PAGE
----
Emotions in climate change education – why are they so important to consider?

Person displaying anxiety about rising global temperatures.

The severity of global sustainability problems tends to evoke worry and anxiety in young people, and climate change education can amplify these feelings. While worry and anxiety might negatively affect students’ well-being, they can also be a motivating force for learning and taking action. Do teachers know how to best approach these complex feelings when teaching about climate change, to best accommodate the needs of their students?

In an article published in Educational Philosophy and Theory, CESSS affiliate Maria Ojala argues for the importance of educating teachers about critical emotional awareness and suggests how this can be applied to climate change education. Critical emotional awareness means to critically reflect about how emotions are experienced, coped with, and acted upon. Research has shown that although teachers play an important role in how students cope with climate-related emotions, teachers sometimes lack evidence-based knowledge on how to best handle the existential and emotional problems that students might experience as part of climate change education. By providing teachers with the tools to both identify and critically reflect about the emotions young people experience about climate change, teachers will be better equipped to help their students cope with the pressing threat of climate change in more constructive ways.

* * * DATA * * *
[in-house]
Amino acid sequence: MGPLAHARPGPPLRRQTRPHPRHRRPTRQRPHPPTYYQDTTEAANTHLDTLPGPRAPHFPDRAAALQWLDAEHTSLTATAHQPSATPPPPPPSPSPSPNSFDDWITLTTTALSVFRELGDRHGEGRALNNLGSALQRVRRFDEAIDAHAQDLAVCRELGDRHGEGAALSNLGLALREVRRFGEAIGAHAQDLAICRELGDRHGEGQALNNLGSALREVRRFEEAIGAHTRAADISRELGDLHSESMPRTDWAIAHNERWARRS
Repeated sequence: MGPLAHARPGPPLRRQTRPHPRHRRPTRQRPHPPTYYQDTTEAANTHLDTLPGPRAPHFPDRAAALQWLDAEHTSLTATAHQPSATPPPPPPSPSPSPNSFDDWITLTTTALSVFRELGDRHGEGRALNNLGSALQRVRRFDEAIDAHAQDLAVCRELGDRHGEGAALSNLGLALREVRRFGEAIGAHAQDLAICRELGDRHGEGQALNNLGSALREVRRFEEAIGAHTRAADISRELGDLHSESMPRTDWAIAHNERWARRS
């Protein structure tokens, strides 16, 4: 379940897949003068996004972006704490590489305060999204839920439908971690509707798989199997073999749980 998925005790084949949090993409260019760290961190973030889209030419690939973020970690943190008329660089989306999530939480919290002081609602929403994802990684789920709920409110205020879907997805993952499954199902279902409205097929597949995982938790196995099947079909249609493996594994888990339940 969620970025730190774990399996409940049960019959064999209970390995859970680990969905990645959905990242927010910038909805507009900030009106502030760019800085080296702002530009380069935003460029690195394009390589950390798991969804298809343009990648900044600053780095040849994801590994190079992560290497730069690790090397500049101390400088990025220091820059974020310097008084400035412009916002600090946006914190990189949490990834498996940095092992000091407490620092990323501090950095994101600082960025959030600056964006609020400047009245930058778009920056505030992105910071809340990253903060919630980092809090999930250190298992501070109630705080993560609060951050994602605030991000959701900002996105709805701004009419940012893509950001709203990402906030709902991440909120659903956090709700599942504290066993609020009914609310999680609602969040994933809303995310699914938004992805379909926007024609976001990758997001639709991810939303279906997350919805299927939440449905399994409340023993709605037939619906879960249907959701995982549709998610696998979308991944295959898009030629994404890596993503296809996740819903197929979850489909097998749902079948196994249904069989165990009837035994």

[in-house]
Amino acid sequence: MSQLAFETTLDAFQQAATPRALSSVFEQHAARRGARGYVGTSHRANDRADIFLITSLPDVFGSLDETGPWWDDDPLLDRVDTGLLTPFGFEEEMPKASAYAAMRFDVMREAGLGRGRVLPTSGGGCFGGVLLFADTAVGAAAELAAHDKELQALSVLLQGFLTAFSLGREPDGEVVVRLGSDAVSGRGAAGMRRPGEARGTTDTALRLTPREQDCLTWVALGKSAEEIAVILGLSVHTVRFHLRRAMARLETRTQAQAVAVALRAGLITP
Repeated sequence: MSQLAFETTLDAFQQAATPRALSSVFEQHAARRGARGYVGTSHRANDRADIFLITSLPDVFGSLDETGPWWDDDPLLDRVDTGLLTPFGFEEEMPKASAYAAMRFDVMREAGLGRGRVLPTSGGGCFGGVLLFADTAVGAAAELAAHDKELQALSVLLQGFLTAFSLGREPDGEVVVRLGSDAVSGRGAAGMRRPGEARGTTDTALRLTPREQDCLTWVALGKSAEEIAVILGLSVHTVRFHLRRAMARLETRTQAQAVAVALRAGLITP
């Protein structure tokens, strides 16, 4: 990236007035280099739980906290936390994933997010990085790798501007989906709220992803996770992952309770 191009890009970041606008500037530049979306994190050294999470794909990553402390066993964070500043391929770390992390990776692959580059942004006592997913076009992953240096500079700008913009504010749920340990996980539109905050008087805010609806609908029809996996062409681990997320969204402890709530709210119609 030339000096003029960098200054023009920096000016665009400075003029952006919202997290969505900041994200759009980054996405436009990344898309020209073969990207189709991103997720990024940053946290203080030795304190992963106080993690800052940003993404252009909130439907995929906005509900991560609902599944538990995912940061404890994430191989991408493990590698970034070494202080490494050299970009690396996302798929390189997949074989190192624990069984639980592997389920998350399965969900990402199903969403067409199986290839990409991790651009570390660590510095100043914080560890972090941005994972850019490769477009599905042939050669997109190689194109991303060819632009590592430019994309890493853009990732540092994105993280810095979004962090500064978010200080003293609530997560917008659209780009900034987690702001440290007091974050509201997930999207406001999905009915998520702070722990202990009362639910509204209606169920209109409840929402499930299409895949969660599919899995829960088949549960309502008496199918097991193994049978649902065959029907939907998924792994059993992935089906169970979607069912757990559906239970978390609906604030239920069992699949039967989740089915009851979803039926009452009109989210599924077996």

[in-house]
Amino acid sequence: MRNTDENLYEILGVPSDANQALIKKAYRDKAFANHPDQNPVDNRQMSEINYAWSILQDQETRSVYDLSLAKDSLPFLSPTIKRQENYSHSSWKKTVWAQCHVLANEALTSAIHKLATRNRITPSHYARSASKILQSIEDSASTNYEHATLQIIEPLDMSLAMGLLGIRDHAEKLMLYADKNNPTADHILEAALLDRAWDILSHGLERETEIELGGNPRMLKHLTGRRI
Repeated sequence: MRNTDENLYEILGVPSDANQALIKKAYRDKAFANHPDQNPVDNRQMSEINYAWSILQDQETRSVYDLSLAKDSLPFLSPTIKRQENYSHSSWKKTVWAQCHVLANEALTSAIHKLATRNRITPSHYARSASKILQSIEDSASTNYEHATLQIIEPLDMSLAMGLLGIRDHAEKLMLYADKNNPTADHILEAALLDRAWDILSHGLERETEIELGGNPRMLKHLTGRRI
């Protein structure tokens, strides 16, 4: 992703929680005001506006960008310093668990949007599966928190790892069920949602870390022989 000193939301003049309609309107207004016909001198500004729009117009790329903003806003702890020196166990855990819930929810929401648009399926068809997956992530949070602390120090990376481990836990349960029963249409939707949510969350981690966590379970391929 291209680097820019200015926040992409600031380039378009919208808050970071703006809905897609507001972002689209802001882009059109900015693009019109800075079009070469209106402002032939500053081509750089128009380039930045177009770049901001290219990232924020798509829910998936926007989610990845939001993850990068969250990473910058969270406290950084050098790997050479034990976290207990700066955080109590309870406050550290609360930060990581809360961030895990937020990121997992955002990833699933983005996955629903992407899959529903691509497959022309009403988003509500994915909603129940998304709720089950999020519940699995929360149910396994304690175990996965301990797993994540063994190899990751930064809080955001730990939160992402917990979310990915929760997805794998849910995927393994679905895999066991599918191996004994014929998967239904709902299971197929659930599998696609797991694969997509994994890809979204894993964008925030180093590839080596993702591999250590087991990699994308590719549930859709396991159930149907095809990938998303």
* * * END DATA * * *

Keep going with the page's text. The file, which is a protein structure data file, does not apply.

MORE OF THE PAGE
To achieve this goal, Ojala outlines important ways in which emotional aspects of climate change should be considered in the classroom, based on emotional theories from multiple disciplines. For example, instead of viewing emotions as irrational and obstructive to education, they can be seen as valuable sources of discomfort that motivate young people to critically reflect on their own opinions and behavior. This can in turn motivate information seeking, problem solving, and climate change action. It is also important to carefully consider how emotional aspects of climate change are introduced in the classroom, to avoid labelling emotions as “right” or “wrong” and thus undermine students’ own critical reflections. Lastly, Ojala raises the importance for teachers to critically reflect upon social and cultural norms about emotions and how these norms might shape how climate-change emotions are viewed and coped with.

Ojala, M. (2022). Climate-change education and critical emotional awareness (CEA): Implications for teacher education. Educational Philosophy and Theory. Read the full article here.


Image by vectorjuice on Freepik